They dressed him in one of his favorite shirts, a purple thing, and then lifted him from the hospice bed to another, the one in which he was born. And there he lay for twenty-four hours before the funeral home came to retrieve him. They watched it down the street till it was out of sight, waving all the while.

I remembered how Kirk would on occasion go all sentimental in conversation. We might be talking about the state of the arts, or politics, or any number of things, when suddenly he'd sidetrack into a story about how Anna or Katie (they were still little girls then) had suddenly, for no discernible reason, thrown their arms around him and said, "I love you Daddy," as little girls will. And Kirk would conclude this annoying diversion with, "That's what it's all about. It doesn't get any better than this." It was annoying until later I understood he didn't care about much else. The writing, the work, was important, but it wasn't what "It" is all about.

And how, I asked Anna, was she doing? Bittersweet, of course, missing him, but at the same time "excited for him." He was going off on this new journey that none of us know anything about.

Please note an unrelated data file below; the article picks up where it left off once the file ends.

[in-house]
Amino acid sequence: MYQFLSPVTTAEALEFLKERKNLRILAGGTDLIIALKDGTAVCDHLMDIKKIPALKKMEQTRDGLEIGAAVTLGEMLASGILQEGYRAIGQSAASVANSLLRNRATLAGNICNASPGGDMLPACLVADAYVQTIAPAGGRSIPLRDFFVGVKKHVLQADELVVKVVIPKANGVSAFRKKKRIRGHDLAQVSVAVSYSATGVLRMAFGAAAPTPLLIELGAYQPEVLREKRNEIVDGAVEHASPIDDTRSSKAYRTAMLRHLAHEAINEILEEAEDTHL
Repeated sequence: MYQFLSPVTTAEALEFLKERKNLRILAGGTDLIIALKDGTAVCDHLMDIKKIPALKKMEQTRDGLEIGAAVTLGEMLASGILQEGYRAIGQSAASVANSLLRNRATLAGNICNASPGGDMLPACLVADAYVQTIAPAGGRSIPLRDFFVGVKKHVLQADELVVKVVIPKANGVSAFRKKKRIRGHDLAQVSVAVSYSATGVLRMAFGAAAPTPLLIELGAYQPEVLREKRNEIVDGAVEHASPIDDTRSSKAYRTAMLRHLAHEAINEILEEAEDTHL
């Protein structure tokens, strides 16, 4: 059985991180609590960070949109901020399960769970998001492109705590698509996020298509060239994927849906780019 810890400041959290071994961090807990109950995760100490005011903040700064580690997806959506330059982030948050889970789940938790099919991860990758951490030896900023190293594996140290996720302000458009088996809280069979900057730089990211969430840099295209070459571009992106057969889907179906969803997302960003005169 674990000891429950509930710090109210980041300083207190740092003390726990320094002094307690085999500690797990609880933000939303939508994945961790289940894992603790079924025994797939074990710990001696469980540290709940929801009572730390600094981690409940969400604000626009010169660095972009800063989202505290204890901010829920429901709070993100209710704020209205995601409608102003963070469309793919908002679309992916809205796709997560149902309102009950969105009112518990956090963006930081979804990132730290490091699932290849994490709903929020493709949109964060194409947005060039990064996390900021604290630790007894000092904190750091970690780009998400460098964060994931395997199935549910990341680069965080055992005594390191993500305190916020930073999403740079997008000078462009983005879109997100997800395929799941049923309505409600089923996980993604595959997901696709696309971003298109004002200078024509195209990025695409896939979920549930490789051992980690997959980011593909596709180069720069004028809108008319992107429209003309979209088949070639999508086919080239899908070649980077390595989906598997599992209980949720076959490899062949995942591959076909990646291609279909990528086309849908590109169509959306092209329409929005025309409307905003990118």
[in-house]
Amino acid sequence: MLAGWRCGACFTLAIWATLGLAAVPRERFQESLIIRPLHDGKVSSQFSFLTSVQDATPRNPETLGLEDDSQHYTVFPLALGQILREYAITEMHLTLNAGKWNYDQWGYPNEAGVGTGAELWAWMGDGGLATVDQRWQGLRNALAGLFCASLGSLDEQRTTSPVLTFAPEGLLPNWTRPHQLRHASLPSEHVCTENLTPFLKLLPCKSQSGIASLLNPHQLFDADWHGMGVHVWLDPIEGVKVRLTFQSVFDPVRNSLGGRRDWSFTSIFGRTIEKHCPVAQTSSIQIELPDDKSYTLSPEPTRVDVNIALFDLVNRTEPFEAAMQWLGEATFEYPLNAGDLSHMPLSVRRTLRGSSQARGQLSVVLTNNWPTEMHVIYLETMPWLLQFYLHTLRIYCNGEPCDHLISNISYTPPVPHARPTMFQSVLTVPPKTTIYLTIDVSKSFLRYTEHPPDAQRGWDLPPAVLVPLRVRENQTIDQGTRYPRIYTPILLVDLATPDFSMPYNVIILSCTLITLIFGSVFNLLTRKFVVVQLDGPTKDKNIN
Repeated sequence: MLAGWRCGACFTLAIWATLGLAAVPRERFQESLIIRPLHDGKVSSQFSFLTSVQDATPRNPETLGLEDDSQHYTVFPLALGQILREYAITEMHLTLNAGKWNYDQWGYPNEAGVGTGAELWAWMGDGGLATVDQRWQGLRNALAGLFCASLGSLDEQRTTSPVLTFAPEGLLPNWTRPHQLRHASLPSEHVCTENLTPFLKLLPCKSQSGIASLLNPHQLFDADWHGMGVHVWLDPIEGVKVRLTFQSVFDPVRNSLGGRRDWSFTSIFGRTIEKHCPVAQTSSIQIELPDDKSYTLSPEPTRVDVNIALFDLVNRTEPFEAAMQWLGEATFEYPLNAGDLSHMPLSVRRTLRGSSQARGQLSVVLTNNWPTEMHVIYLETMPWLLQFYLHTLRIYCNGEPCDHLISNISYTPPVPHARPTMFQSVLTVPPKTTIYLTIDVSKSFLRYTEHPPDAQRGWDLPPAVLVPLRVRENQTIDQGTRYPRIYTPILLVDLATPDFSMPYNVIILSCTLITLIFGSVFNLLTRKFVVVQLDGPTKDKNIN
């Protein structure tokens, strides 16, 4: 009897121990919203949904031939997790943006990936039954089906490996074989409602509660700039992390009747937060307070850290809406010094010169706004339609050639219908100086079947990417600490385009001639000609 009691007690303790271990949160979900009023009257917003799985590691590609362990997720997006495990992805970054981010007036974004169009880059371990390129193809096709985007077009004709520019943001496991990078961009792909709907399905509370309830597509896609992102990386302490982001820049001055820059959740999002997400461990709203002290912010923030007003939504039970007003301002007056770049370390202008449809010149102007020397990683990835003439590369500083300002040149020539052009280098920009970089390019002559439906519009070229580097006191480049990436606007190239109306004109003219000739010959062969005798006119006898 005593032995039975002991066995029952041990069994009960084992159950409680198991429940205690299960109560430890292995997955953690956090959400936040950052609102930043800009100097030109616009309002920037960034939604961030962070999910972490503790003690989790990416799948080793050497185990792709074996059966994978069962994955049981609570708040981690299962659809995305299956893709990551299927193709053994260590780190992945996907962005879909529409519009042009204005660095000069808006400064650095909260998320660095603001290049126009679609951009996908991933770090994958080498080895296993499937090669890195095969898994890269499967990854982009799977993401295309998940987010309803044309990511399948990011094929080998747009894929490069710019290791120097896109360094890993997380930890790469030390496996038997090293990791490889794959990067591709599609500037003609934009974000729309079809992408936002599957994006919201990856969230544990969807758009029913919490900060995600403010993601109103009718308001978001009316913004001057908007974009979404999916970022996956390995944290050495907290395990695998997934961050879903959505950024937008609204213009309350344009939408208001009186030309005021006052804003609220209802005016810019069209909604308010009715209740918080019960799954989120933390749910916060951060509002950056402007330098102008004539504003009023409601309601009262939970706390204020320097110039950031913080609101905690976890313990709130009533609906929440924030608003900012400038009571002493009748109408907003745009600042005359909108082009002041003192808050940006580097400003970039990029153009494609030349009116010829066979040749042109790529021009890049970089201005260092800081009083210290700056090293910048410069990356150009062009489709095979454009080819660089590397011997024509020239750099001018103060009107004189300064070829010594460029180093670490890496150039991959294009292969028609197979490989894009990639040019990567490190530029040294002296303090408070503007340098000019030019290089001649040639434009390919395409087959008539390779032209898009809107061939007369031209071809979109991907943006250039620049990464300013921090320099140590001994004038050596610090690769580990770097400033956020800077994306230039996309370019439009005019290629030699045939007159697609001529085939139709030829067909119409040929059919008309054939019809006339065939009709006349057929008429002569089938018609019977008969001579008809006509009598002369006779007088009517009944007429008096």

All I could think about was her watching the color leave his face. I could still see him leaning against the desk at the front of the classroom in Anderson Hall back in 1968, the first time I ever saw him, his hair just starting to streak silver, bathing us in that perpetual smile - gentle, gracious, indulgent - and wondering aloud how many geniuses he had before him, which we greeted with a nervous titter.

"But most of all," said Anna (and finally I heard a hitch in her voice), "I just feel so lucky that he was my Dad."

It doesn't get any better than that, Kirk.


alaiyo said...

I am sorry to hear of this loss, Bill, for you and so many others. May God be glorified.


William Luse said...

Thanks, Beth.

Lydia McGrew said...

Rest eternal grant unto him, oh Lord, and may light perpetual shine upon him.

William Luse said...

That's a nice thought, too.

Terry said...

I am so sorry, Bill. I will include him, his daughters, and all those he touched, in my prayers tonight.

William Luse said...

Thanks again.

alaiyo said...

Thanks for sharing this, Bill.

Lydia McGrew said...

Let's hear it for that last sip of water, and for all the other things they did, too.

Terry said...

How very lovely, and loving. They did well by their dad, as he had done well by them. While it made me cry to read, my heart was lifted when Anna said that she was "excited for him". Wonderful.

William Luse said...

did well by their dad

Yes. I don't know if she has any overtly professed religion, but she was there for him, and seems to hope for something beyond this vale.

Doesn't take much to get you crying, does it?